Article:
Author Archives: Tim

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April 2016 Circumnavigation of Fisherman Island

Category : Kayaking Tales

Trip Log – Circumnavigation of Fisherman Island – April 2016

Launched from Wildlife Refuge boat ramp at 1030, and paddled southwest down the intra coastal waterway toward Wise Point.  With a good outgoing tidal current I reached the southern tip of Raccoon Island in a ten minutes.  A mild breeze was coming the south, the surface of Fisherman Inlet was nearly flat, no waves.  I began paddling southeast across the bay toward Smith Island Inlet, keeping close in the channel along Fisherman Island.  Now and then I stopped to cast a jig, looking for flounder.

fisherman island map from Virginia PilotThe tidal current carried me south around the shoreline of the Island.  A school of porpoises was also swimming with the tide in the channel and I adjusted my speed to stay even – sometimes they swam beside me, other times they were in front, and sometimes as close as five yards, but never more than 50 yards away.

As I turned the corner of the Island to head due south, wind was pushing the sea over the shallow sandbars and I moved further from shore to work around heavier breaking waves.  Individual porpoises jumped and twisted to one side, coming clear out of the water in front of the breaking waves.

After I paddled west with the wind on my left shoulder, the waves in the deeper channel were manageable, one to two feet in long swells, and the current was still favorable, helping me forward. I made good progress parallel to the shoreline, perhaps fifty yards from the edge of the sand beach.   The four porpoises continued to swim beside me and sometimes in front.  Time and again the one fellow continued to make a show, jumping clear out of the water.  The feeling of paddling in the open water on a cool, sunny spring day with a fresh breeze and a helping tidal current was nothing short of exhilarating.

As I rounded the western corner of the Island and began to turn north I had the high rise of the Bay Bridge Tunnel in front of me.  The surf again was heavy again as the wind pushed the sea over the shallows and I had to swing out wider away from shore.  At times I had to point directly into the waves and paddle hard…I was in a cockpit kayak, and if I met a breaking wave facing broadside, the churning water could easily fill the cockpit and swamp the boat.  Low tide had arrived now and the current was slack, but I had the south wind now at my back, helping push me north toward the Bay Bridge.  I paused again underneath the Bridge to cast a jig around the piers.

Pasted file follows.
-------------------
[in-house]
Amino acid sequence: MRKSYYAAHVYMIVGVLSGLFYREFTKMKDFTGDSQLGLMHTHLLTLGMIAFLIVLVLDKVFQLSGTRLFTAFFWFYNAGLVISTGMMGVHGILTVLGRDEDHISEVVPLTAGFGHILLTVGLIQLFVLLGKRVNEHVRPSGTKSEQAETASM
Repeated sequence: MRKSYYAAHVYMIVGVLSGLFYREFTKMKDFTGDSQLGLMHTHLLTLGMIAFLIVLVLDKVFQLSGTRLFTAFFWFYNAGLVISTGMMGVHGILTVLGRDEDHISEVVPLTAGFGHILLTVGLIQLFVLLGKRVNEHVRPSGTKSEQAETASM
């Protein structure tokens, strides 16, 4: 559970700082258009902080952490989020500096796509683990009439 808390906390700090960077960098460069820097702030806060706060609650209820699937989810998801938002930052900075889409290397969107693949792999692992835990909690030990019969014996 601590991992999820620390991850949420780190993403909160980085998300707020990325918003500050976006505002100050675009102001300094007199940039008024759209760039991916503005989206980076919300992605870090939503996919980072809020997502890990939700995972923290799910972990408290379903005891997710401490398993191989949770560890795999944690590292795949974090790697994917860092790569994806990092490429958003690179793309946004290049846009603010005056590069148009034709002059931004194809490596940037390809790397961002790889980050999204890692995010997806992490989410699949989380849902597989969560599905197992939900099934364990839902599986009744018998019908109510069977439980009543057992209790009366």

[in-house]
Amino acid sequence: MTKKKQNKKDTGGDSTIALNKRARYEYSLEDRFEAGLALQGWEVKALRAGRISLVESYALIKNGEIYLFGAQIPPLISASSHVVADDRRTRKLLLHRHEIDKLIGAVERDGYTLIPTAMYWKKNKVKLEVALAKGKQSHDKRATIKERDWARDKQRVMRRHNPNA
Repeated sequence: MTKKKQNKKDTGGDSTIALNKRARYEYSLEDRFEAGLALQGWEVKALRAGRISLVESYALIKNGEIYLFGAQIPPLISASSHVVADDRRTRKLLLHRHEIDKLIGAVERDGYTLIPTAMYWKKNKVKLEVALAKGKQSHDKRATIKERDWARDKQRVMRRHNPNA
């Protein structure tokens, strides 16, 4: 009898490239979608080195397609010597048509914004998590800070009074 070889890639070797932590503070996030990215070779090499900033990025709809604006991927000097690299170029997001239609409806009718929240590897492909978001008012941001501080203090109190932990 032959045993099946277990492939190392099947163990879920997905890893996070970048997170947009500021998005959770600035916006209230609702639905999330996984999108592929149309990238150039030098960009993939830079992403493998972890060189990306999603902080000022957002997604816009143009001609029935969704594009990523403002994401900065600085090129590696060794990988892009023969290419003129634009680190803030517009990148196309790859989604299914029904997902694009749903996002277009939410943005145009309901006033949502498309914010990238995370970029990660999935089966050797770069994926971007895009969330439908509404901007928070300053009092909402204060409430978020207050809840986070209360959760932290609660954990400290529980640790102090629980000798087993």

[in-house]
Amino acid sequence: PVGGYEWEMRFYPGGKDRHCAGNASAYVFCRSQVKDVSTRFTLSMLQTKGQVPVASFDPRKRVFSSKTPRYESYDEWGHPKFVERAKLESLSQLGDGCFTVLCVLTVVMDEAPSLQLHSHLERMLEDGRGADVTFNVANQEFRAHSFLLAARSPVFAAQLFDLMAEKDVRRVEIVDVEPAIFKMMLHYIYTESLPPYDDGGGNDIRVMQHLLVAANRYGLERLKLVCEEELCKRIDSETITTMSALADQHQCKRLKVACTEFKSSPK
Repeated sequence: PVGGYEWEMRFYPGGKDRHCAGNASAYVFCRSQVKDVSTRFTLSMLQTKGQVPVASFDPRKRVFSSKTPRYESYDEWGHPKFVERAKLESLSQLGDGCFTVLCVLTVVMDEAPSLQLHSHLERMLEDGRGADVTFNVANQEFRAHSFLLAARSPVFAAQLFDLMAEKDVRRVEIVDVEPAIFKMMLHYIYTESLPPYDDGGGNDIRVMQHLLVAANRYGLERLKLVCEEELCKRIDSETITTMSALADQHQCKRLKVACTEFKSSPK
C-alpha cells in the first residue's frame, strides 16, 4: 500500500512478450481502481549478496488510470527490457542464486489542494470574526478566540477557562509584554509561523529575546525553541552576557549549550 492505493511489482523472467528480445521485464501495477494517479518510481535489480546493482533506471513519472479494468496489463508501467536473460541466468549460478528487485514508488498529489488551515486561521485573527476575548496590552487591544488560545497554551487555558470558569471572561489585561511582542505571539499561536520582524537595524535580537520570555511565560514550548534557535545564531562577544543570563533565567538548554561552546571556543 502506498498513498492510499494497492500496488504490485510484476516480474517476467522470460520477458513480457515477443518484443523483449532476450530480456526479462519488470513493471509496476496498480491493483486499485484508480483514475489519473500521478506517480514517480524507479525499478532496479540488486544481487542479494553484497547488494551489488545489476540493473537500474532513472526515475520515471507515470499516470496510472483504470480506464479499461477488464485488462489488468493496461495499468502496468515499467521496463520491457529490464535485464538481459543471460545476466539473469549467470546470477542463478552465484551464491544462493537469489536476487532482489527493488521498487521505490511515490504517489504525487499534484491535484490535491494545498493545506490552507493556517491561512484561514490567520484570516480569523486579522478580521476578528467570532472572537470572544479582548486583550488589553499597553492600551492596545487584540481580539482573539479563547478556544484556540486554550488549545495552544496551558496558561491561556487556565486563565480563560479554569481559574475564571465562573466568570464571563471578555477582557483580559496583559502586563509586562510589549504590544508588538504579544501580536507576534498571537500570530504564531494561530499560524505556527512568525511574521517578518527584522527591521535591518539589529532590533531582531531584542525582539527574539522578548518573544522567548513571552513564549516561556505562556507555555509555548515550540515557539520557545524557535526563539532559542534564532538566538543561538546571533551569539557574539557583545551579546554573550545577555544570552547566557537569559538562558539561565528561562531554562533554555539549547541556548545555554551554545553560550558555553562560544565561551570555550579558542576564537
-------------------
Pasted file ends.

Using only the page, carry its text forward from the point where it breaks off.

After the bridge, the current of the incoming tide began to pick up.  By the time I reached Wise Point, the current was strong enough to keep me moving when I was not paddling. I followed the shoreline up the intra coastal waterway, returning to my starting point, the Wise Point Boat Ramp.  With the right tides and a favorable wind, a paddle around Fisherman Island is about a 4 hours, and can be a memorable day.  The trip does require some skill to navigate areas of heavier breaking waves, and also confidence as a swimmer and definitely a life vest and safety gear.  However, I doubt the surf is any heavier than Virginia Beach on a day with a gentle breeze.  Remember that landing anywhere on Fisherman Island is prohibited.  The Island is a federal wildlife refuge.  (photo is from Virginia Pilot photo library)

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Roanoke River 5-day Kayak Tour